Read more on Twitter

The “Read More” option makes the article seem less demanding. It doesn’t overwhelm visitors and even entices them to continue reading the hidden content. The result is that visitors remain engaged with the article. The discernible differences in visitor behavior here indicate that the evaluation of the article has nothing to do with its content; it has everything to do with the way it is presented. Similarly, we see from online user recordings that the likelihood of adding an item to one’s cart is affected by environmental factors such as the density of the text, the font and size of the wording and the amount of product information available.

Rapha product page

For example, when comparing e-commerce product pages with detailed information (such as the representative e-commerce page above) with a new version of the page that seems exactly the same, but has the information hidden behind tabs (like the one below), the percentage of visitors who added the product to their cart was significantly higher.

Liebling product page

Exposure to too much information and data forces customers to invest cognitive resources that they weren’t planning on investing. Although in reality they do not have to read all of the product data, once they are aware that additional information exists, most customers won’t allow themselves to overlook it. People misread the effort required by the cognitive process of reading the information as heuristic (or indicative) of how they should treat the purchasing process. The detailed information is thus used as an indication that the visitor should invest more effort in the thought process.

ClickTale old

We also noticed that the look and feel of the home page directly affects its bounce rate. Home pages that contain a high level of visuals, pages that are text heavy, have an asymmetric layout (symmetric layouts are easier to process) and don’t contain white spaces—like ClickTale's old homepage, pictured above—generate higher bounce rates, as visitors are unconsciously overwhelmed by the dense amount of stimulation that they are being forced process. If they have not accessed the website for a specific reason, they’ll often leave the website altogether, which lead ClickTale's to rethink their homepage, as you can see below.

ClickTale new

When designing your company’s website or evaluating its effectiveness, keep in mind that the likelihood of engaging in a certain mental activity online is heavily influenced by incidental factors. People are sensitive to their feelings of ease or difficulty, but unaware of what triggers these feelings. As a result, they misattribute the experienced ease or difficulty to whatever is in the focus of their attention. That causes them to delay decisions or avoid purchasing or reading, simply because the print font makes the information difficult to process or the way content is presented seems too time-consuming.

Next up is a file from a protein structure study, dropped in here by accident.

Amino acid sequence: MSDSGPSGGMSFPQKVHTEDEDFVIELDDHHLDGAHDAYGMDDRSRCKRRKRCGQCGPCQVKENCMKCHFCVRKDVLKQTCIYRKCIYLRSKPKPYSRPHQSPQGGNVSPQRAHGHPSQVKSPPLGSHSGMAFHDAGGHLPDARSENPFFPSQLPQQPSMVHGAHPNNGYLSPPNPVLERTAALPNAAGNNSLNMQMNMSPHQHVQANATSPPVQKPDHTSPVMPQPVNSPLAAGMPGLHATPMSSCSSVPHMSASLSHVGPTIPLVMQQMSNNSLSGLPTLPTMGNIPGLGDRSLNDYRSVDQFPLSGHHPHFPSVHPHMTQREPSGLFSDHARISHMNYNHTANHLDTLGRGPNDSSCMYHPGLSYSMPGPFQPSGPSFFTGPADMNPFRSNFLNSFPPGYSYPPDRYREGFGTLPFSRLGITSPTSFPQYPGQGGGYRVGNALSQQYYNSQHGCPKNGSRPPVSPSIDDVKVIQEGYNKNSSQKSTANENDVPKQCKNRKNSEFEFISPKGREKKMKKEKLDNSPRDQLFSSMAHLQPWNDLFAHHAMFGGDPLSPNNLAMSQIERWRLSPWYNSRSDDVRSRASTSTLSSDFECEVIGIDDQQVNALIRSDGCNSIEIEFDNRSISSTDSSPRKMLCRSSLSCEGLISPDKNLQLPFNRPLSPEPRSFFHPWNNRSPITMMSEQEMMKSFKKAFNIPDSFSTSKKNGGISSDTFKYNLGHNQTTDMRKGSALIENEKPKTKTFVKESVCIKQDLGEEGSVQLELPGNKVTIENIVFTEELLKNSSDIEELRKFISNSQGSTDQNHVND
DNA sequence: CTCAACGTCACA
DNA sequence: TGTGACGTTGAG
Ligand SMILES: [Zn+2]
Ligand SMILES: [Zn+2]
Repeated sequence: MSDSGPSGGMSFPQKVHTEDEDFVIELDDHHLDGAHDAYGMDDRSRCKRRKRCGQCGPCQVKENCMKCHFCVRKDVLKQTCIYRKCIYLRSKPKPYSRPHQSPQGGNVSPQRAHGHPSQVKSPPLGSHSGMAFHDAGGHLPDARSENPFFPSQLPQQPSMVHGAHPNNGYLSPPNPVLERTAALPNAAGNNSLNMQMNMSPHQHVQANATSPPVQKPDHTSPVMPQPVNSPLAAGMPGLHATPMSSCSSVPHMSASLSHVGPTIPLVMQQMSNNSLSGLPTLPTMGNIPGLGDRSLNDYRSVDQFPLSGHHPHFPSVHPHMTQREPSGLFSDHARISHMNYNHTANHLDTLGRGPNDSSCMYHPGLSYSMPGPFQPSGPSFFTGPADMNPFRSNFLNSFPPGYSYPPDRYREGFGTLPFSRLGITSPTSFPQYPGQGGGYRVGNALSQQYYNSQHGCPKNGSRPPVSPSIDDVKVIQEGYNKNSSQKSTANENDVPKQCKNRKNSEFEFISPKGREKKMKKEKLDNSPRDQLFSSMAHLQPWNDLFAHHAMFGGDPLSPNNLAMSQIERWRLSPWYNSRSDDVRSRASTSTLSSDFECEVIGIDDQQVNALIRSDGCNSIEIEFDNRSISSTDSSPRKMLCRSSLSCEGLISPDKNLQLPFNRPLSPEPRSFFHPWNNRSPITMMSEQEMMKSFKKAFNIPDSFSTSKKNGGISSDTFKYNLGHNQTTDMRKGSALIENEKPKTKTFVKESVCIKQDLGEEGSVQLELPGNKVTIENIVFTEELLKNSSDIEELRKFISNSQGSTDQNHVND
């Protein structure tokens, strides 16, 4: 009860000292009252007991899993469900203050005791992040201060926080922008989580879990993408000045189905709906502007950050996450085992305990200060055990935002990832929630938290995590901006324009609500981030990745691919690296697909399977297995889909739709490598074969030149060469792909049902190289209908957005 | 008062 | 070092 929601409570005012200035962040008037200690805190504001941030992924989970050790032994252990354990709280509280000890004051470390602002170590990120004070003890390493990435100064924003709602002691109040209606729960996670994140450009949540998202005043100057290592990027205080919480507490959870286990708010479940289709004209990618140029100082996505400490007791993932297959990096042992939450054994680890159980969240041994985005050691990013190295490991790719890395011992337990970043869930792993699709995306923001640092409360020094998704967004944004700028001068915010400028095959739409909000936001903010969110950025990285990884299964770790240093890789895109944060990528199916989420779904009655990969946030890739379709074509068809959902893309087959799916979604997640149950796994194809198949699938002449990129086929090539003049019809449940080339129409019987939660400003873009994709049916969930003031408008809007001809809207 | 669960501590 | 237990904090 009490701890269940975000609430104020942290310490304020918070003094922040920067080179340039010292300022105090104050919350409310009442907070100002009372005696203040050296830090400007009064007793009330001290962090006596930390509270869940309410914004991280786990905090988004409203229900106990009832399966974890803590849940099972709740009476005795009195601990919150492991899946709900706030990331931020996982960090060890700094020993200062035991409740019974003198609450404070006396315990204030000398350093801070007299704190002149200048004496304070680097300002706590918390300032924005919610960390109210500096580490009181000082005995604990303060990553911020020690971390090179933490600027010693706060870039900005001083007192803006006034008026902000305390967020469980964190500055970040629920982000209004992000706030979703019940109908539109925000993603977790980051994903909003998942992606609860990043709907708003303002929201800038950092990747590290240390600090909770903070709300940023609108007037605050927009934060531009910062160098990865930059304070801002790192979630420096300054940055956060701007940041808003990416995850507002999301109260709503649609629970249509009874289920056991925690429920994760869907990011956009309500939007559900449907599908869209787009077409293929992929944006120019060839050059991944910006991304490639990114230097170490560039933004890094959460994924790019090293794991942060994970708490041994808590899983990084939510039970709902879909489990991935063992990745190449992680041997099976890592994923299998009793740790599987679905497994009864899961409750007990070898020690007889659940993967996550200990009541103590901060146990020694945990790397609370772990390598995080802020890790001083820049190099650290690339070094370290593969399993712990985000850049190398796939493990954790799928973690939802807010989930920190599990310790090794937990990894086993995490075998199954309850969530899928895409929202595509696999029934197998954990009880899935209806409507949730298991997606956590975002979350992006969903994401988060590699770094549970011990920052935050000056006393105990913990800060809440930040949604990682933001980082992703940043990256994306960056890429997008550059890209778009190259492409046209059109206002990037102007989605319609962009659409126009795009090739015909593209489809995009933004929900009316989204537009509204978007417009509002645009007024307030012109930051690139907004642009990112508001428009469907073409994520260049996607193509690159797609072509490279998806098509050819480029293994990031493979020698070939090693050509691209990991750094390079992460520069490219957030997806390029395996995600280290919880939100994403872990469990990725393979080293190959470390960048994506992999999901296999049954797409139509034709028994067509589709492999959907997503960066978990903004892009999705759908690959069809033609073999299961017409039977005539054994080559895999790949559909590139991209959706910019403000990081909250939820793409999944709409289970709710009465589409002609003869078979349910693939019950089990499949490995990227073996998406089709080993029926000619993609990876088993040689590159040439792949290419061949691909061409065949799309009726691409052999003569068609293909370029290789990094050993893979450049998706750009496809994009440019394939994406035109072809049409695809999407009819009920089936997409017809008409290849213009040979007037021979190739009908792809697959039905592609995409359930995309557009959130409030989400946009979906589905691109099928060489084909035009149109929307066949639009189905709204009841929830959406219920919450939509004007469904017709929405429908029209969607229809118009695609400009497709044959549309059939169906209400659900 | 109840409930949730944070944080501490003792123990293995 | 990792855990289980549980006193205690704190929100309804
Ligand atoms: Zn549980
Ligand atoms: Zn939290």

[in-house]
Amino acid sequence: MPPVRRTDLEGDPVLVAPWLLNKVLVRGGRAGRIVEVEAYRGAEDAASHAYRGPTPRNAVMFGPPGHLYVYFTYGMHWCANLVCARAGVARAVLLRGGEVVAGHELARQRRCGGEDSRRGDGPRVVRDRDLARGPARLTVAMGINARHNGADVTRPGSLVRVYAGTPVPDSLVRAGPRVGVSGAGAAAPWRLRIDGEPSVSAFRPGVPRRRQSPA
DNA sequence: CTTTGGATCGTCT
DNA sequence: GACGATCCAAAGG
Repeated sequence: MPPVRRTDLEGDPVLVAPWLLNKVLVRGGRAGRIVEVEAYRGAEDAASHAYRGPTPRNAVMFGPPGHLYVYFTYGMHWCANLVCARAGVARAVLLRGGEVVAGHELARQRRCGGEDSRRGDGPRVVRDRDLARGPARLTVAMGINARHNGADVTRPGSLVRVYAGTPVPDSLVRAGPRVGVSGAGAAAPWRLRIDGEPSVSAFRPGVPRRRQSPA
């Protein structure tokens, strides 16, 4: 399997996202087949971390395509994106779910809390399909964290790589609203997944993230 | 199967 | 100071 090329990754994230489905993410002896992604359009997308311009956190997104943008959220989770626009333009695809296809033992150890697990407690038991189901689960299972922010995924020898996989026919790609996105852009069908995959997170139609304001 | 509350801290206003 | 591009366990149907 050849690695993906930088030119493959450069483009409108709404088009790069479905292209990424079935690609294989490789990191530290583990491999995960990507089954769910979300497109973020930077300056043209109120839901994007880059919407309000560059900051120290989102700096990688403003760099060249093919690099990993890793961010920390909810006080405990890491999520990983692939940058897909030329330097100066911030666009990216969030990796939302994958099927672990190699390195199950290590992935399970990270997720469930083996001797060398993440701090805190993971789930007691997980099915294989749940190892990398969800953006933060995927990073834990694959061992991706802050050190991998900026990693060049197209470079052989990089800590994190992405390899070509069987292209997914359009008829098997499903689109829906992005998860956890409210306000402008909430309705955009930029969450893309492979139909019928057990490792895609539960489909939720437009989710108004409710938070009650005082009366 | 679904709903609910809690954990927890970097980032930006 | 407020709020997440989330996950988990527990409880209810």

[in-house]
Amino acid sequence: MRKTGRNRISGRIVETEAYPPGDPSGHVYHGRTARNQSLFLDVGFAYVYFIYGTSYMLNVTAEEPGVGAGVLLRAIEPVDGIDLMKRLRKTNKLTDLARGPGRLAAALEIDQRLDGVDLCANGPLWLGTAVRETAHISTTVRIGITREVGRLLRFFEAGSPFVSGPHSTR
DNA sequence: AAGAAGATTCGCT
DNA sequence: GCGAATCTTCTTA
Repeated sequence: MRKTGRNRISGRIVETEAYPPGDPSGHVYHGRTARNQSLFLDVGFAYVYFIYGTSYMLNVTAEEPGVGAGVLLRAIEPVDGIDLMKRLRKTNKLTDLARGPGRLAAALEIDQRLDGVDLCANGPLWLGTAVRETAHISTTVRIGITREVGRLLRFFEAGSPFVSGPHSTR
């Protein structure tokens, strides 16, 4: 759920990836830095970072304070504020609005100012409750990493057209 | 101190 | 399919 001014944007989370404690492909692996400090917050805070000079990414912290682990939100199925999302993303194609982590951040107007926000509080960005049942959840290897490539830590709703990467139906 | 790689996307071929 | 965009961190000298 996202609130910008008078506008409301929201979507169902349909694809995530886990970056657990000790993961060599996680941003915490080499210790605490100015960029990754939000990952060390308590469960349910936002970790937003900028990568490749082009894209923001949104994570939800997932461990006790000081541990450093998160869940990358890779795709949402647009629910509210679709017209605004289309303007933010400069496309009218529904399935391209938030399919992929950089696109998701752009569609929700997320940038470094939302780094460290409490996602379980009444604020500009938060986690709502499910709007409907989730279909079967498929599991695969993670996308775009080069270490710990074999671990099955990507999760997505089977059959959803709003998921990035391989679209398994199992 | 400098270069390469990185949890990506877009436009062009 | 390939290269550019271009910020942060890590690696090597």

Image of from on branch courtesty Shutterstock.

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Comments

Great article. I have an objection to make about the comparison of the professional sportswear page to the shoe page. Of course the jacket has more technical specs than a pair of shoes. I think in this case this is a comparison of oranges to raspberries. The sports site caters to people who are serious about something, whereas shoe shopping is more casual. Different needs, different amounts of data.

Users want the information that's easiest to process. I'd say they also want the information that is given with the most clarity and brevity. Antecedent confusion is all over this piece with " this page" vs "that page" or the "legible" font versus its counterpart without specifying to which of the two fonts is the author saying is easier to read or not. I know the references are fairly intuitive but it definitely bolsters the argument. Copy editing does have its uses.

I don't know if you're deliberately trying to prove your point about cognitive load, but at a guess I'd say your body copy here is way over the best practise 50-75 characters per line. 

Dexter,

Thanks for the note. We've received a few similar comments about the width of our body copy. Your point is certainly valid and we've considered reconfiguring our layout, but find ourselves referring back to Dr. Susan Weinschenk's seminal article "The Psychologist’s View of UX Design" (one of the recommended reads at the bottom of this article):

"People prefer short line lengths, but they read better with longer ones! It's a conundrum, so decide whether preference or performance is more important in your case, but know that people are going to ask for things that actually aren't best for them."